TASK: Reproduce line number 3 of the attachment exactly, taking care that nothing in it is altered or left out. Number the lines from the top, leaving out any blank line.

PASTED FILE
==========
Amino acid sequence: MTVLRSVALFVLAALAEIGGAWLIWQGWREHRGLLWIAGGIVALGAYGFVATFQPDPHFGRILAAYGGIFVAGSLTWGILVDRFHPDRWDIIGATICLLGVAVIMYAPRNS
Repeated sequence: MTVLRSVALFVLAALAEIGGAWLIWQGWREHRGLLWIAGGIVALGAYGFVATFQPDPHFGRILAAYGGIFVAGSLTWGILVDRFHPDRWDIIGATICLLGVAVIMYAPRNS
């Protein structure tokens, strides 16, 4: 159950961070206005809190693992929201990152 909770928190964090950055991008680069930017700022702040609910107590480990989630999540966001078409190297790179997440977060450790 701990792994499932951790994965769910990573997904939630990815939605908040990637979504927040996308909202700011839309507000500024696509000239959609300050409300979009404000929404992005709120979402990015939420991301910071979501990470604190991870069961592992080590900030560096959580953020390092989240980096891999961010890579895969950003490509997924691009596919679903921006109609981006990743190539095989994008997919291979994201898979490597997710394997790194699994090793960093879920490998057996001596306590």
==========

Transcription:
């Protein structure tokens, strides 16, 4: 159950961070206005809190693992929201990152 909770928190964090950055991008680069930017700022702040609910107590480990989630999540966001078409190297790179997440977060450790 701990792994499932951790994965769910990573997904939630990815939605908040990637979504927040996308909202700011839309507000500024696509000239959609300050409300979009404000929404992005709120979402990015939420991301910071979501990470604190991870069961592992080590900030560096959580953020390092989240980096891999961010890579895969950003490509997924691009596919679903921006109609981006990743190539095989994008997919291979994201898979490597997710394997790194699994090793960093879920490998057996001596306590």